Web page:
CLEARWATER — Working with U.S. Secret Service agents, investigators from the Pinellas County Sheriff's Office have uncovered a criminal operation that has pumped at least $100,000 in counterfeit money into businesses throughout the state of Florida, Sheriff Bob Gualtieri said Monday.
At an afternoon news conference, Gualtieri announced the arrests of Clearwater resident Christopher DiPasquale, 46, and Robert Kowalczyk, a 35-year-old from southern California. Both men played central roles in an intricate scheme that involved washing the ink from $1 bills and reprinting them as $100 bills, Gualtieri said.
The fake $100 bills were either sold at discounted value — the going rate was $50 to $60 — or used to buy merchandise that was returned, effectively laundering the money, according to the Sheriff's Office investigation. The appearance of the bills was unusually convincing, in part because they were printed on genuine U.S. currency paper.
"Usually, they look terrible," Gualtieri said of counterfeit bills typically encountered by law enforcement.
"This is a very sophisticated operation," he added, "but not foolproof."
Gualtieri said he expects Sheriff's Office detectives to uncover more counterfeit money, and perhaps additional suspects, as the investigation continues. According to the Sheriff's Office, DiPasquale was active over two years in 16 Florida counties from Jacksonville in the north to Miami-Dade in the south.
"This investigation is really at this point in its infancy," Gualtieri said. "It's going to be going on for a long time. We've been able to establish $100,000 (in fake currency), but we believe there was much more than that."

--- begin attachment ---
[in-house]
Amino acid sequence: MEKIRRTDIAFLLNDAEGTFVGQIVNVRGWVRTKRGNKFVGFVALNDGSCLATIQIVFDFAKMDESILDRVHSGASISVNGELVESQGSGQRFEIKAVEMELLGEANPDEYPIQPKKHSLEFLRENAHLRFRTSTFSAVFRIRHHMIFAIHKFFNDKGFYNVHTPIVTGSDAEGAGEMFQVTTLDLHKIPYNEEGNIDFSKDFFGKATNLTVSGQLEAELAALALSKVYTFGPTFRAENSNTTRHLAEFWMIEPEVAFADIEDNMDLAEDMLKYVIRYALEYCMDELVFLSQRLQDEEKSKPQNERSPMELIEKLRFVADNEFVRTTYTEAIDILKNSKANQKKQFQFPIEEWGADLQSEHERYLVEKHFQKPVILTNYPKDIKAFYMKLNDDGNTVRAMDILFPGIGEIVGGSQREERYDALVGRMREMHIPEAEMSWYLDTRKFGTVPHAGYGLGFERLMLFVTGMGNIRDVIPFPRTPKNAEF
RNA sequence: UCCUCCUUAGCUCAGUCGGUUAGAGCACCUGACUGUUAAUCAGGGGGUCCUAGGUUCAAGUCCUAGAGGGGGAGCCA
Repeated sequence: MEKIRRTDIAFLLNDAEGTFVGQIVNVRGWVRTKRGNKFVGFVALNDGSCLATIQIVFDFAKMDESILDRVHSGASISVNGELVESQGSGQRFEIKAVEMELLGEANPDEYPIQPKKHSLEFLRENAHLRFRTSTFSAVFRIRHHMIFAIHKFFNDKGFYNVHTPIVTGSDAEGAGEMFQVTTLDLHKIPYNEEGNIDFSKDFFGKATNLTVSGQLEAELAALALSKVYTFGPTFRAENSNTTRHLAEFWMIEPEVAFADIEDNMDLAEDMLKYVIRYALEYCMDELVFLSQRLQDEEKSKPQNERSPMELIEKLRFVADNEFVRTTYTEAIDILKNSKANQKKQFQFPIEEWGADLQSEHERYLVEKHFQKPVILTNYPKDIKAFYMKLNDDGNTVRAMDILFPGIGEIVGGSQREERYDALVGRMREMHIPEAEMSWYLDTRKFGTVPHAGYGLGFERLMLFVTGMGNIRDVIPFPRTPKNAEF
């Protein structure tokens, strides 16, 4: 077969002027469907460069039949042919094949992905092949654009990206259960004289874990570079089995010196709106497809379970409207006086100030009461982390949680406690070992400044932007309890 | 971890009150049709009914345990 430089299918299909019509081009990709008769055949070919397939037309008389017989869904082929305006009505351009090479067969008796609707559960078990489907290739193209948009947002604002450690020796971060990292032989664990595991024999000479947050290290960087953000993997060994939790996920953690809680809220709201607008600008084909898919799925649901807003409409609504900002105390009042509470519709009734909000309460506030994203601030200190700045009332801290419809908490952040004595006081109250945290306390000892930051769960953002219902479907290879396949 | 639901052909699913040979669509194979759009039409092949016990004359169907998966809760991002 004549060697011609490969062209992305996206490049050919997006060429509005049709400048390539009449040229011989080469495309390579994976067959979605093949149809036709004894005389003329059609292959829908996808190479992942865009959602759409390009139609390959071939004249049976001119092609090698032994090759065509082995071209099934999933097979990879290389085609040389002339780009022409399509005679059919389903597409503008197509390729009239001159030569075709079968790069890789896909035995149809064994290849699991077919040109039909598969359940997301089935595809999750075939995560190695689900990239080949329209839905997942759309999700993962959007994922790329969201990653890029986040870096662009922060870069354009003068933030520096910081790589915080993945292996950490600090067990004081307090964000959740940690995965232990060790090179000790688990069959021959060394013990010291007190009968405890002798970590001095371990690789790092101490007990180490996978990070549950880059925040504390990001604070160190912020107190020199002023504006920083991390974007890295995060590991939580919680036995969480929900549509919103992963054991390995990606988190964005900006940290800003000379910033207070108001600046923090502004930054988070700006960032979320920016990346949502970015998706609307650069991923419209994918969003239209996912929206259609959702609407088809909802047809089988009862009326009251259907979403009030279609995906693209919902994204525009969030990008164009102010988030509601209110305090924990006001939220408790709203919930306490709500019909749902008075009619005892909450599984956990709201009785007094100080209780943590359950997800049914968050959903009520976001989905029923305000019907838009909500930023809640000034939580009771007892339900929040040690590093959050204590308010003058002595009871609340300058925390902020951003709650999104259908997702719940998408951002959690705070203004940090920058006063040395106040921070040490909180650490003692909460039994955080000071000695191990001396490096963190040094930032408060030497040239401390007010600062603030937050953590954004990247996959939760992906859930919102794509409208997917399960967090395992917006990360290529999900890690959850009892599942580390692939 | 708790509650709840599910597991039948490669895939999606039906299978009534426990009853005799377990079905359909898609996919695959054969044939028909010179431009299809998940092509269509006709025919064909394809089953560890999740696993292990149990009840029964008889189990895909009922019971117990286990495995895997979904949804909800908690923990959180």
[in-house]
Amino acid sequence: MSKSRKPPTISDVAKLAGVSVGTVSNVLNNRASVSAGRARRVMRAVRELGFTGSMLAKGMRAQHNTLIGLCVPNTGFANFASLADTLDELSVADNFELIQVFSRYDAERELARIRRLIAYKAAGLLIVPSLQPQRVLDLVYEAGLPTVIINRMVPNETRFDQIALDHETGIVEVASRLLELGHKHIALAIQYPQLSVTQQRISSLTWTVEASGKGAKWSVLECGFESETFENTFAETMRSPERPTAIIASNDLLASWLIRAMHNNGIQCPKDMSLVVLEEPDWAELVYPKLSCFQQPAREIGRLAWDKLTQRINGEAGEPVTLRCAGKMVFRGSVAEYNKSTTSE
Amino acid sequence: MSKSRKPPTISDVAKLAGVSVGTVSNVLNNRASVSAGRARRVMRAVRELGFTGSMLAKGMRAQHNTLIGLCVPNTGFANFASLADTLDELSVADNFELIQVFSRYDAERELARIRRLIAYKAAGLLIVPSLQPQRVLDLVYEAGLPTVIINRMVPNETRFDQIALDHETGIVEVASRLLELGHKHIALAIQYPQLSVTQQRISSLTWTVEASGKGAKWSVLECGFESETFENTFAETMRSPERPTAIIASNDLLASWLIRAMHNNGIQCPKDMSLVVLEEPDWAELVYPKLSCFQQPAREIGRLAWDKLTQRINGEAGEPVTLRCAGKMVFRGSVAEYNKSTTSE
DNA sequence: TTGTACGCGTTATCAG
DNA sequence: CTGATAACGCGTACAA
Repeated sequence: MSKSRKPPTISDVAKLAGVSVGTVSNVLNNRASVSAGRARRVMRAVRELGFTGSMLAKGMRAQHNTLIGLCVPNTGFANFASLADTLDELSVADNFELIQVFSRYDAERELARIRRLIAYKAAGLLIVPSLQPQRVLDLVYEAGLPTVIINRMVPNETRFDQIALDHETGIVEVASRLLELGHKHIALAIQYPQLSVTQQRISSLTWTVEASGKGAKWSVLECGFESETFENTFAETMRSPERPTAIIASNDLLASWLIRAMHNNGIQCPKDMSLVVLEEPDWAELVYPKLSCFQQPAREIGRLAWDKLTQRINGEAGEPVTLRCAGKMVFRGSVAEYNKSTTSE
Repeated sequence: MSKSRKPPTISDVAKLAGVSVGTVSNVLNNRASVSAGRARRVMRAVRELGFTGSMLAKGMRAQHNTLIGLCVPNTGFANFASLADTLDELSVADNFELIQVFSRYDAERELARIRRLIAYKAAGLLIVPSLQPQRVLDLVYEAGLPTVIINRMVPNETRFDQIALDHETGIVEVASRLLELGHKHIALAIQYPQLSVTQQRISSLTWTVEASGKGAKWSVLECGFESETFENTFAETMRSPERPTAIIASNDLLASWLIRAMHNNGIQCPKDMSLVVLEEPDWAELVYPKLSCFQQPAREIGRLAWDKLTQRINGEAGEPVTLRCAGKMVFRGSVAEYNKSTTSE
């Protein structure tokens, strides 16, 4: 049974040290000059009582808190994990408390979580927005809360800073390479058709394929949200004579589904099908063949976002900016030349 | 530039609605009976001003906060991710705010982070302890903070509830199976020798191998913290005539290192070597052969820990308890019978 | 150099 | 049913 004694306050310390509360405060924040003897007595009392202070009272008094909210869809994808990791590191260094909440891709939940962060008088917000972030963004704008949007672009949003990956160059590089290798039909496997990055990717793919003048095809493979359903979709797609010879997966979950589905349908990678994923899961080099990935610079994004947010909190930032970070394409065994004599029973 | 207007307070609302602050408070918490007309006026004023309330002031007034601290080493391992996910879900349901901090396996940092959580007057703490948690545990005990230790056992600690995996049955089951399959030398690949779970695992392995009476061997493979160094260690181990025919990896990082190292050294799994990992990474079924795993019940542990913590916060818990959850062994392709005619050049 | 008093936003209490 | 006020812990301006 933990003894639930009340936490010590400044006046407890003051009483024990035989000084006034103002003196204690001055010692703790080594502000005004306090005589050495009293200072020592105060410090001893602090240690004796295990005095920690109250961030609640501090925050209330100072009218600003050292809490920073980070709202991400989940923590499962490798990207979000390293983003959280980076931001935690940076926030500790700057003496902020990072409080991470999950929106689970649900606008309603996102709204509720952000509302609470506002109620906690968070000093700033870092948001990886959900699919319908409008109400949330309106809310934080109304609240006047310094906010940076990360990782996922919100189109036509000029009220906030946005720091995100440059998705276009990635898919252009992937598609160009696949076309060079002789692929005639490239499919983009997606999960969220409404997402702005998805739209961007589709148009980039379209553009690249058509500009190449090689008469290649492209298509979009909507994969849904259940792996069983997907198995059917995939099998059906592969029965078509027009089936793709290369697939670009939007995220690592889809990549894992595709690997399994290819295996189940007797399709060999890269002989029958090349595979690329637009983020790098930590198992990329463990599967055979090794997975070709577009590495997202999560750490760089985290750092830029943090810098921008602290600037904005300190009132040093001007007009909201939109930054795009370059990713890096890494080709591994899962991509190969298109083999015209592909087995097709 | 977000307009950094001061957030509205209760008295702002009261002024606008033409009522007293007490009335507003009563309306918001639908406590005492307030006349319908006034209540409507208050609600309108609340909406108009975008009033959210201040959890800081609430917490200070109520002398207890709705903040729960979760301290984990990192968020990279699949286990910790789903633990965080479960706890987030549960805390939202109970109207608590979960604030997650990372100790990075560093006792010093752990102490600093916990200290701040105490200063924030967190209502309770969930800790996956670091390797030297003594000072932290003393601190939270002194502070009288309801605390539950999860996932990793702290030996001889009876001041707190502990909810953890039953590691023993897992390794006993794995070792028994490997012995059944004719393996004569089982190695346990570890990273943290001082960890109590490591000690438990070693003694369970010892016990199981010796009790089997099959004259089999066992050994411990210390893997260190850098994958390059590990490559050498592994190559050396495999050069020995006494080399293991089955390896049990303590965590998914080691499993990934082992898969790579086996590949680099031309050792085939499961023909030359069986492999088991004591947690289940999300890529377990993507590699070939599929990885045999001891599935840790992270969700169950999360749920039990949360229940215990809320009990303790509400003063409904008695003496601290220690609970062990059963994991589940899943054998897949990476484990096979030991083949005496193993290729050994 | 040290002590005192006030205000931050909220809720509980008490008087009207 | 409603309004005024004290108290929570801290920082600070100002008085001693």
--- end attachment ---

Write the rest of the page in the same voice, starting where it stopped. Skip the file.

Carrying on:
John Joyce, special agent in charge of the Secret Service's Tampa field office, said in a statement that the scheme "affected citizens throughout the state of Florida as well as the state of California." The Florida Attorney General's Office also took part in the investigation.
Kowalczyk was being held in the Pinellas County Jail without bond on charges of money laundering, bringing counterfeit money into the states, possessing instruments for producing counterfeit money, methamphetamine possession, and violation of probation for possessing uncurrent bills.
DiPasquale was released on $2,500 bail on a single count of money laundering.
DiPasquale declined to comment Monday when approached at his Clearwater home, which sits across the street from a golf course on Haines Bayshore Road east of U.S. 19. He referred questions to his defense lawyer, Lori Palmieri of Tampa. Palmieri did not return calls Monday.
Gualtieri said DiPasquale and Kowalczyk created the fake $100 bills by washing $1 bills in a solution created from auto degreasing liquid. After soaking the bills in a bucket for three days, they were able to scrub off their previous markings, leaving a blank piece of U.S. Treasury-issued paper, he said.
They then marked the blank bills with a $100 denomination using a laser printer and design software they had created, Gualtieri said. The result was a convincing simulation of real cash that even looked authentic when held against the light to check for the special threads in the paper used to print money, he said.
Not all were fooled. Gualtieri said the scheme came to light in October when a receptionist at a St. Petersburg doctor's office reported a seemingly counterfeit $100 bill to law enforcement.
The Sheriff's Office retraced the money to DiPasquale and Kowalczyk, and began performing surveillance on DiPasquale as, investigators say, he used the counterfeits at Walmart, Macy's and Home Depot.
A search of DiPasquale's house last month revealed counterfeit bills and sales receipts from purchases made with the fake money, according to a Sheriff's Office search warrant. Kowalczyk was arrested at DiPasquale's home last week in possession of 41 washed bills and counterfeiting tools, Gualtieri said.
News researcher Caryn Baird contributed to this report. Peter Jamison can be reached at email@example.com or (727) 445-4157.